Australian Institute of Health and Welfare (2022) Chronic kidney disease: Australian facts, AIHW, Australian Government, accessed 26 September 2022.
Australian Institute of Health and Welfare. (2022). Chronic kidney disease: Australian facts. Retrieved from https://pp.aihw.gov.au/reports/chronic-kidney-disease/chronic-kidney-disease
Chronic kidney disease: Australian facts. Australian Institute of Health and Welfare, 23 August 2022, https://pp.aihw.gov.au/reports/chronic-kidney-disease/chronic-kidney-disease
Australian Institute of Health and Welfare. Chronic kidney disease: Australian facts [Internet]. Canberra: Australian Institute of Health and Welfare, 2022 [cited 2022 Sep. 26]. Available from: https://pp.aihw.gov.au/reports/chronic-kidney-disease/chronic-kidney-disease
Australian Institute of Health and Welfare (AIHW) 2022, Chronic kidney disease: Australian facts, viewed 26 September 2022, https://pp.aihw.gov.au/reports/chronic-kidney-disease/chronic-kidney-disease
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Diabetes is a chronic condition marked by high levels of glucose in the blood. It is caused by the inability of the body to produce or effectively use insulin, a hormone made by the pancreas to control blood glucose levels. Type 2 diabetes is the most common form. It involves a genetic component but is largely preventable and can be managed with changes to diet and physical activity, and with medications (Diabetes Australia 2022).
Diabetes is one of the main causes of chronic kidney disease (CKD) (AIHW 2021, ANZDATA 2021). High blood glucose levels can damage the kidney’s filters (nephrons), affecting the ability to remove waste and fluid from the body. Diabetic kidney disease is also called ‘diabetic nephropathy’.
Diabetes and CKD share risk factors. Many people with diabetes develop high blood pressure, which can also damage the kidneys. People with both CKD and diabetes are more likely to develop other complications of diabetes such as nerve damage and eye damage.
Diabetes is the most common reason that people with CKD need to have dialysis or a kidney transplant. The mortality risk for people with kidney failure and diabetes is greater than the risk for people with kidney failure alone (Lim et al. 2018).
In 2020, based on linked data from the National Diabetes Services Scheme (NDSS) and Australasian Paediatric Endocrine Group (APEG) state-based registers:
Information based on linked NDSS and APEG data underestimates prevalence as it does not include people with undiagnosed diabetes. The ABS 2011–12 Australian Health Survey, which included both measured and self-reported data, showed that for every 4 adults with diagnosed diabetes, there was 1 who was undiagnosed (ABS 2013).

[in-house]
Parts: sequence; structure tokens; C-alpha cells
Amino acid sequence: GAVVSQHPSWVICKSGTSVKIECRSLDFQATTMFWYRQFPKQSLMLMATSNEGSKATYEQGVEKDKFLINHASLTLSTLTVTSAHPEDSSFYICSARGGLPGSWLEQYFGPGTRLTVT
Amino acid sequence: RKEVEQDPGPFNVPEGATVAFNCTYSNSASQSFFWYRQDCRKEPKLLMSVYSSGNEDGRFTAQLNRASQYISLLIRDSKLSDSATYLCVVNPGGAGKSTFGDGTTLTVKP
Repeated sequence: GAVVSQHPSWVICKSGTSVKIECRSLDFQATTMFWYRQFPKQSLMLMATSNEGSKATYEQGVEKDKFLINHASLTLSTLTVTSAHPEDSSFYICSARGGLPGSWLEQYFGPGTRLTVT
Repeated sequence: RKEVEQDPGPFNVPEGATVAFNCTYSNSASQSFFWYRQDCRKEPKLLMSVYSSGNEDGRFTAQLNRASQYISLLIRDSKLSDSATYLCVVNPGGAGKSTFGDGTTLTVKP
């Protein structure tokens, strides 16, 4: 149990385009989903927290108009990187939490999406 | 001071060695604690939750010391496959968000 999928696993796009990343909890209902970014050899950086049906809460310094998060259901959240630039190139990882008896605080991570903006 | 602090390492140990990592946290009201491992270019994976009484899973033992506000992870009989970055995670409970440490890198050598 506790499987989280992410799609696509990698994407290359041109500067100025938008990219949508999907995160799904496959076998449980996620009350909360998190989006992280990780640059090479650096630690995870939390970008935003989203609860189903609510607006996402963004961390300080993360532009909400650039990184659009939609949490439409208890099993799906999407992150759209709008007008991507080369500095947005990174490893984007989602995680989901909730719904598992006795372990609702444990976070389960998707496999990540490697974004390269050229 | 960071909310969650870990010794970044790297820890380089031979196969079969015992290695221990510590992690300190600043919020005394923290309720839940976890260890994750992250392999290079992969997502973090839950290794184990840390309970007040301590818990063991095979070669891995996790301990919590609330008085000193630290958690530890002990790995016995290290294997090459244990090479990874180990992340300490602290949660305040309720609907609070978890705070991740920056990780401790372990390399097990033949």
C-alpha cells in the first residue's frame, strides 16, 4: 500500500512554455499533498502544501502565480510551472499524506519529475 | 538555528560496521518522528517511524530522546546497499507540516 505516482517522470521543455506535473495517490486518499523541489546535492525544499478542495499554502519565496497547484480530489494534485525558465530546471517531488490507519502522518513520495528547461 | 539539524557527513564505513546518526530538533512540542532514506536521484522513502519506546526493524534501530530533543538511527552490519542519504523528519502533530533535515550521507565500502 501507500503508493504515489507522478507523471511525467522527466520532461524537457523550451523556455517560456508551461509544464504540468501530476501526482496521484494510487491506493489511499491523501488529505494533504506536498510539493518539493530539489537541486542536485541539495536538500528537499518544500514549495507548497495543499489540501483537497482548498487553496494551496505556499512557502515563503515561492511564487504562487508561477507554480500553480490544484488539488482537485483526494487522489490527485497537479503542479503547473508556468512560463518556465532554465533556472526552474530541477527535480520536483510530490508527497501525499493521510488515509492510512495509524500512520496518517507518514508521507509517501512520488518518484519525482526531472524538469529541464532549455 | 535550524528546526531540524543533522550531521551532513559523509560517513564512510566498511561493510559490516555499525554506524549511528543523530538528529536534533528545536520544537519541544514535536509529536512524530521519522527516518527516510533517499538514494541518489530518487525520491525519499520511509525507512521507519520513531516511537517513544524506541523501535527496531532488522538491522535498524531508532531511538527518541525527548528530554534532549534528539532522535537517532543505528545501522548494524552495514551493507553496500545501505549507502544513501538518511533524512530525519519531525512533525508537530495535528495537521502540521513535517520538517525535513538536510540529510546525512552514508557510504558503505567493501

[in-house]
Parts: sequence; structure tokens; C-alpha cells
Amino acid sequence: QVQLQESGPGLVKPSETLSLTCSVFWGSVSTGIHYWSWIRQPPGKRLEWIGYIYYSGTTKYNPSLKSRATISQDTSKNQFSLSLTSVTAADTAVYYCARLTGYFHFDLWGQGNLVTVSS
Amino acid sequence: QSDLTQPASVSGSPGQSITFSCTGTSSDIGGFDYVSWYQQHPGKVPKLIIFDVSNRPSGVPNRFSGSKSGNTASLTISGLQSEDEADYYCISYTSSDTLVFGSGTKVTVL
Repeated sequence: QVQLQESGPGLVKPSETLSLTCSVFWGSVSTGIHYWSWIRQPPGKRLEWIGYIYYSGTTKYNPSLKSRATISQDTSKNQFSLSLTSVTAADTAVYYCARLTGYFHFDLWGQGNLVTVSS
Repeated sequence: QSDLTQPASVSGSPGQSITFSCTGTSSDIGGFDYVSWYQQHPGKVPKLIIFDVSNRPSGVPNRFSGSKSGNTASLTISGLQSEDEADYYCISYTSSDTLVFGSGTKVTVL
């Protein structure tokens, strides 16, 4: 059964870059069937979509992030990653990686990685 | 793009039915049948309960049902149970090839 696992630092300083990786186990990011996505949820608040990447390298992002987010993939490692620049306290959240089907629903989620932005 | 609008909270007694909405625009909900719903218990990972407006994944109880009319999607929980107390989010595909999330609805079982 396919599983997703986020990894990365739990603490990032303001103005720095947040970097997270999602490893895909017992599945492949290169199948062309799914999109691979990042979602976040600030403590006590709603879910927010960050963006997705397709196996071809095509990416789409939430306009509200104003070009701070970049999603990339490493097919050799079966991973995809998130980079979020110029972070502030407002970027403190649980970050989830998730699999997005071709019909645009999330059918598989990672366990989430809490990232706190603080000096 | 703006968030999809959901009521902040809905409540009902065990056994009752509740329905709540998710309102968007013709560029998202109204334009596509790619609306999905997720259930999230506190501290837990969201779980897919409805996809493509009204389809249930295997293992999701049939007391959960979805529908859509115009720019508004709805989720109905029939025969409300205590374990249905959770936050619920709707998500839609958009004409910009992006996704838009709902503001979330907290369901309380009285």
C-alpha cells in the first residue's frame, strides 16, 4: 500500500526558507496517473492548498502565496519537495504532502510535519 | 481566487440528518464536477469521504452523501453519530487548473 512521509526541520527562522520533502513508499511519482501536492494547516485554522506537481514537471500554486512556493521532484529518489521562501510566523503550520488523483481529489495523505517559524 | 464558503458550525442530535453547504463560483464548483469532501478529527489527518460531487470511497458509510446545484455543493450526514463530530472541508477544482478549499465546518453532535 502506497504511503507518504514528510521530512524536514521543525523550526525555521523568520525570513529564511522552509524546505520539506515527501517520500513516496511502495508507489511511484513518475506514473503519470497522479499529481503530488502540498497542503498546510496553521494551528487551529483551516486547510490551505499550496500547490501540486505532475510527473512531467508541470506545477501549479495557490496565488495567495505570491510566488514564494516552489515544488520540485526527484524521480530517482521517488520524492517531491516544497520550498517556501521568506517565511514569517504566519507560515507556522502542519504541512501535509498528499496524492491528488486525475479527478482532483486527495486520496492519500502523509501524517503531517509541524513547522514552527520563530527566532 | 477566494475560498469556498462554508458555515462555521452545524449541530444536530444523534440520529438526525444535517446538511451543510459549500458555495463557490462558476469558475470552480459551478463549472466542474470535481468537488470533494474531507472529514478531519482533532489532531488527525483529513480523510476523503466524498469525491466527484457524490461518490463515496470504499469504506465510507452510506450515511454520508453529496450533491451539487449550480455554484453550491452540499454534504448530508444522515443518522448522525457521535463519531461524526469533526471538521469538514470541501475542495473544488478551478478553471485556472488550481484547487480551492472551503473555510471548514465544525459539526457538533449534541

This chart shows the estimated age–standardised proportion of people with diabetes based on data from the linked National Diabetes Services Scheme and Australasian Paediatric Endocrine Group between 2000 and 2020. The proportion increased from 2.4% in 2000 to 4.3% in 2020 but remained relatively stable between 2015 and 2020.
ABS (Australian Bureau of Statistics) (2013) Australian Health Survey: biomedical results for chronic diseases, 2011–12, ABS, Australian Government.
ABS (2019) National Aboriginal and Torres Strait Islander Health Survey, 2018–19, ABS, Australian Government.
AIHW (2021) Australian Burden of Disease Study 2018: interactive data on risk factor burden, AIHW, Australian Government, accessed 1 February 2022.
AIHW (2022) Diabetes facts, AIHW, Australian Government, accessed 13 July 2022.
ANZDATA (Australia and New Zealand Dialysis and Transplant Registry) (2021) ANZDATA 44th Annual Report 2021, ANZDATA, Adelaide, accessed 1 November 2021.
Diabetes Australia (2022) What is diabetes, Diabetes Australia, accessed 12 April 2022.
Lim WH, Johnson DW, Hawley C, Lok C, Polkinghorne KR, Roberts MA et al. (2018) ‘Type 2 diabetes in patients with end-stage kidney disease: influence on cardiovascular disease-related mortality risk’. Medical Journal of Australia, 209:440–446, doi: 10.5694/mja18.00195.
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